A state of emergency was declared in five northern and central regions, and Italy has warned around a third of its agricultural production, one of the largest in the EU, is at risk from droughts and poor water infrastructure.
On the Danube, emergency dredging operations are under way in Bulgaria, Romania and Serbia, and ships are backed up waiting for channels to be cleared. The most critical spots are in the Zimnicea area along the Romanian-Bulgarian border and farther down river in Cernavoda, which affects shipping to Ukraine.
“It’s the most serious situation we’ve had in the past 20 years,” said Gabriel Techera, investor relations director at Transport Trade Services, Romania’s biggest river freight company.
Aside from cargo, tourism is also feeling the impact. At the end of July, the 135-meter Adora cruise ship was en route to Passau, Germany from the Danube delta with more than 130 passengers. With water levels dropping, the tourists had to take a flight from Bucharest instead.
“We have to pray for rain,” said Rossen Ossenov, head of tourist services at Dunav Tours AD. “But that’s stupid. We need some predictability.”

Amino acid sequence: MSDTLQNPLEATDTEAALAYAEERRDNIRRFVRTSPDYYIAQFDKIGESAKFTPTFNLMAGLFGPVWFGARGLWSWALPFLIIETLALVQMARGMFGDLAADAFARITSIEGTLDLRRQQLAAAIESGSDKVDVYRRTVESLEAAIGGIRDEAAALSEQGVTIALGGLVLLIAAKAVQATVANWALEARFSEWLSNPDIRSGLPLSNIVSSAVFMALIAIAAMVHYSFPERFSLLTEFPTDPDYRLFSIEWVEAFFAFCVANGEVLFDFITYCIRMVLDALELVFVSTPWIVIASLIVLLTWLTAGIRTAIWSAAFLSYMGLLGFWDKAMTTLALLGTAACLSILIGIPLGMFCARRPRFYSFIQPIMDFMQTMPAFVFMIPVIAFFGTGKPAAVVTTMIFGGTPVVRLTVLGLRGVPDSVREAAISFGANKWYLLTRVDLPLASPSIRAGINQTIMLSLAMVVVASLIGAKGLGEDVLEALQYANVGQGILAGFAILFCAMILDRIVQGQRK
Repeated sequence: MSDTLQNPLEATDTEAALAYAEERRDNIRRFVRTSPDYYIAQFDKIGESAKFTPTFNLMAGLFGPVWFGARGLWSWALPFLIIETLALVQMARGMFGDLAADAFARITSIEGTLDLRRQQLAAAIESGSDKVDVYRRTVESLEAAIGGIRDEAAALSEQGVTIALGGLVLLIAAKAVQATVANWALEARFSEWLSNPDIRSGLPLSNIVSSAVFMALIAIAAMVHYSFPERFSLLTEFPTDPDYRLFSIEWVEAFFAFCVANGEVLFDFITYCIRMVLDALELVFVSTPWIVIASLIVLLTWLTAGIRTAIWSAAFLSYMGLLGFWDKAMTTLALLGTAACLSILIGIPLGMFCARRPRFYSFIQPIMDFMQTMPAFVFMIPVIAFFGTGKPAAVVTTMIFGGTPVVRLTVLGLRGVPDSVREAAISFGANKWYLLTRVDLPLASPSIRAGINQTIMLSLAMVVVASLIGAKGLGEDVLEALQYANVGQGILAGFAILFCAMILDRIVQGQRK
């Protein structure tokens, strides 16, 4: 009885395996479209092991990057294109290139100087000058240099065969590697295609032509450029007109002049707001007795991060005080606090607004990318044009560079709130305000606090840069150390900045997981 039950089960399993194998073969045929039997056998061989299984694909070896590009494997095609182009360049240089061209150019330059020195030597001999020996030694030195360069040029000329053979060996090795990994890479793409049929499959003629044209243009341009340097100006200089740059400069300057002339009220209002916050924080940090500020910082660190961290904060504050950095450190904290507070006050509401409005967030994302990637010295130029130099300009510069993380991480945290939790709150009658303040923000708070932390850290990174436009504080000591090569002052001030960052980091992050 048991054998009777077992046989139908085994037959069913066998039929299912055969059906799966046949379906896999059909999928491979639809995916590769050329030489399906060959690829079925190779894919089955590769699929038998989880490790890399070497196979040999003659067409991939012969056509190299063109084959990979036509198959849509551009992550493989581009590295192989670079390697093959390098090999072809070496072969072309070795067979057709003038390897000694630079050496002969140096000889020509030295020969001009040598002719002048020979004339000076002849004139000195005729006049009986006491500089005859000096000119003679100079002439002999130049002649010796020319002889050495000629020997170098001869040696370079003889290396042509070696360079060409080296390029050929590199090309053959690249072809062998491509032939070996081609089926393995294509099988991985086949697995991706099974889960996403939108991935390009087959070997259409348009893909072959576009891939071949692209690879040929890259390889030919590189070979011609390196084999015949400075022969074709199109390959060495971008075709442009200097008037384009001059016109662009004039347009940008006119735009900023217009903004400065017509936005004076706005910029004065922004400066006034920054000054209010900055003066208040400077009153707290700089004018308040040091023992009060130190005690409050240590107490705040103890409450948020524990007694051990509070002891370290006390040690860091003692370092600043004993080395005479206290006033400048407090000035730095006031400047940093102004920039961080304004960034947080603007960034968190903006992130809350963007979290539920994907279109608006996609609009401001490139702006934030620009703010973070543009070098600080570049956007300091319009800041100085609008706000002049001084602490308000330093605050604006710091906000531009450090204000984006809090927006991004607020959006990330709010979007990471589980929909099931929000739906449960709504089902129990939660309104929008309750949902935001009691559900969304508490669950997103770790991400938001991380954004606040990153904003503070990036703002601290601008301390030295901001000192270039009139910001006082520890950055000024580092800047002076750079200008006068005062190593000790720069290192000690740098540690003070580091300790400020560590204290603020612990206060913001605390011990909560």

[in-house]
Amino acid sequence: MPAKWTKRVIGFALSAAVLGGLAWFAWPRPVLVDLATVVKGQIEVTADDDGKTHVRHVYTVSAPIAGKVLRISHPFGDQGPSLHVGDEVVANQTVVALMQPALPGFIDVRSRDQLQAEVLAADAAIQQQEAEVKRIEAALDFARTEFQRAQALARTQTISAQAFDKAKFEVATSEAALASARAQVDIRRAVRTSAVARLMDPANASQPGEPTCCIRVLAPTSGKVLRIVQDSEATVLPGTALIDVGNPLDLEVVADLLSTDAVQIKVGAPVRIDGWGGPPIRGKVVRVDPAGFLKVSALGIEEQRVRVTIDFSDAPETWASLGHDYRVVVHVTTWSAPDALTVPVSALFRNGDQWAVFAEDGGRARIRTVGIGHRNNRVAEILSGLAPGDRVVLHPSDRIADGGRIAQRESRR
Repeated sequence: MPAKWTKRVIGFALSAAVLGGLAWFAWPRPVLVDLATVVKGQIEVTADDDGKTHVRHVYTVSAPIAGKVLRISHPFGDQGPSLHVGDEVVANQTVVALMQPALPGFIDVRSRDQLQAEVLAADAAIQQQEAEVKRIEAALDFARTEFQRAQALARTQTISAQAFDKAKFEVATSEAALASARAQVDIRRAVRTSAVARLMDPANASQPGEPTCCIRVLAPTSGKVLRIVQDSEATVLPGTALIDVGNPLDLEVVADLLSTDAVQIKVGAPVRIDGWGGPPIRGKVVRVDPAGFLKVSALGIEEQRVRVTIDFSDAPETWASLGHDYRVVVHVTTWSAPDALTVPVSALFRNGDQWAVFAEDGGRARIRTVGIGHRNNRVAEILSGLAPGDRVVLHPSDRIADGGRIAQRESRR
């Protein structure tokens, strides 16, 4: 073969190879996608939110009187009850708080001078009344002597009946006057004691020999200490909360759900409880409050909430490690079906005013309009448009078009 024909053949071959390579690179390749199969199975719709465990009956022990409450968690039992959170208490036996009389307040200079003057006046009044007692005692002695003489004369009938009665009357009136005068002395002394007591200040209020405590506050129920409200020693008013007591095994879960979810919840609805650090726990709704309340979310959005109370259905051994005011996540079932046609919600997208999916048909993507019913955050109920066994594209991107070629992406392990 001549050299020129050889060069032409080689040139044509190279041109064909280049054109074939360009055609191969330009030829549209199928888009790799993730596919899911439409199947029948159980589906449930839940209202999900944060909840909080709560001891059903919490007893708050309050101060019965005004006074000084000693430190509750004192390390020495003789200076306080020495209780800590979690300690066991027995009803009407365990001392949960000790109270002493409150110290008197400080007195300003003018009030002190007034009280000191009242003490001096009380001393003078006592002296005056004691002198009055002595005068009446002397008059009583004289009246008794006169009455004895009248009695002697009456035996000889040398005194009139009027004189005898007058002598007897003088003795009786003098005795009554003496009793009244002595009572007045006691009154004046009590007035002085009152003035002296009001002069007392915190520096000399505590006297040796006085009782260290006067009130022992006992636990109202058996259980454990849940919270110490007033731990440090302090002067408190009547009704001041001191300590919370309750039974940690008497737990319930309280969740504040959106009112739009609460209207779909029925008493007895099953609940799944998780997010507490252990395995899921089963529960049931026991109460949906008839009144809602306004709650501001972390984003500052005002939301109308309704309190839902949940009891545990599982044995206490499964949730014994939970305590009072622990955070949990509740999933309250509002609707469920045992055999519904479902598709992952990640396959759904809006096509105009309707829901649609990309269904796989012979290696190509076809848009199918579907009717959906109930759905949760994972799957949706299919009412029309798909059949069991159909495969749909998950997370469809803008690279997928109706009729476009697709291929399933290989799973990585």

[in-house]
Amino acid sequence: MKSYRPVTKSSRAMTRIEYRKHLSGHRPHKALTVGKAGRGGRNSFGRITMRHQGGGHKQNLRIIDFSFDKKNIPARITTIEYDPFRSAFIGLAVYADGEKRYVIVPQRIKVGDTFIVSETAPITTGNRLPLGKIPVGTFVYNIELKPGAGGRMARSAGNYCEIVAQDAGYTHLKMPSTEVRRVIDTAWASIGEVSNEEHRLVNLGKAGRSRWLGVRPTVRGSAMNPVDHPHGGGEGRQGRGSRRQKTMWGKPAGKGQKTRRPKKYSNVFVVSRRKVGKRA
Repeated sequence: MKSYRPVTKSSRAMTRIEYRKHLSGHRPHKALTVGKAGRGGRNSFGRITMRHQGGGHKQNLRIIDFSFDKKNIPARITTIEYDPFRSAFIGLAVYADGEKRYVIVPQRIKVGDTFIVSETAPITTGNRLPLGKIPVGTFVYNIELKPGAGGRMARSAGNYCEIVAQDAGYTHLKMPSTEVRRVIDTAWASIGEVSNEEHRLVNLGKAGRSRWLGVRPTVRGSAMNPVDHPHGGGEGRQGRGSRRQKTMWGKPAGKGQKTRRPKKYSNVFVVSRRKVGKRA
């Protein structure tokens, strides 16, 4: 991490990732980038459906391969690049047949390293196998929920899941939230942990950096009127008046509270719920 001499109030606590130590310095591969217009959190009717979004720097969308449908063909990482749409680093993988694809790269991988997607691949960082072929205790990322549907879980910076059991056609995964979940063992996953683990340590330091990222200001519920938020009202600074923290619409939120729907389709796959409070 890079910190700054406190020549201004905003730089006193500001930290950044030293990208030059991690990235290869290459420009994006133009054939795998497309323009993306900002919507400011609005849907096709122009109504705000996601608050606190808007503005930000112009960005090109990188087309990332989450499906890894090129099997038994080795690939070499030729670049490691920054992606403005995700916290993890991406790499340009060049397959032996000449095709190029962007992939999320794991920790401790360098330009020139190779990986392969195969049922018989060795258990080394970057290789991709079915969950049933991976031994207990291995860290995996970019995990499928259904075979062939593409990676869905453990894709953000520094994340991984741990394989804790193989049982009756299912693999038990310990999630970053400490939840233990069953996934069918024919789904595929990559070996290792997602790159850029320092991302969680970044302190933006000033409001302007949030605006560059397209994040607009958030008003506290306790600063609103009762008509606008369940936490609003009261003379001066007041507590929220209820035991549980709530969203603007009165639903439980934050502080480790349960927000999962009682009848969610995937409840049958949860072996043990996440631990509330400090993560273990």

Keeping the Danube navigable is crucial for energy supplies as barges bring coal to feed generators when output from hydro facilities is suffering, Serbia’s Infrastructure Minister Tomislav Momirovic said as he toured dredging at four sites along Serbia’s 590-mile section of the Danube.
It’s a race against time to maintain shipping for crude and oil products through the Danube’s bottlenecks to help contain soaring prices, he said, pledging that cleaning the river bottom will be done in a few weeks.
The bitter irony is that the waterways are a key part of the EU’s efforts to fight climate change. In its green transition plans, the European Commission targets a 25% increase in transport by inland waterways and short-distance sea shipping by 2030. The effort is backed by the 95.5 billion-euro Horizon Europe fund, which is supporting investment in shallow-water boats and engineering work to make shipping lanes more reliable.
In an effort to avoid a repeat of the 2018 disruption, Germany is pursuing measures to keep the Rhine open, including dredging and early-warning systems. The country is also considering more invasive options like reservoirs that could release water to offset reduced flows from glaciers.
In some cases, it’s a battle of inches. Between the German towns of St. Goar and Budenheim, the Rhine’s depth will be increased by 20 centimeters (8 inches) in a project that won’t be completed until the early 2030s. By that point, it could be too late for many businesses that depend on Europe’s rivers.
Ines Flores, who runs a company that offers boat tours in an area known as the French Grand Canyon, had to shut activity in one of the two beaches where she operates.
“I’ve never seen anything like that,” she said. “There is nothing I can do. This is happening because of climate change. This is happening because of all of us.”
© 2022 Bloomberg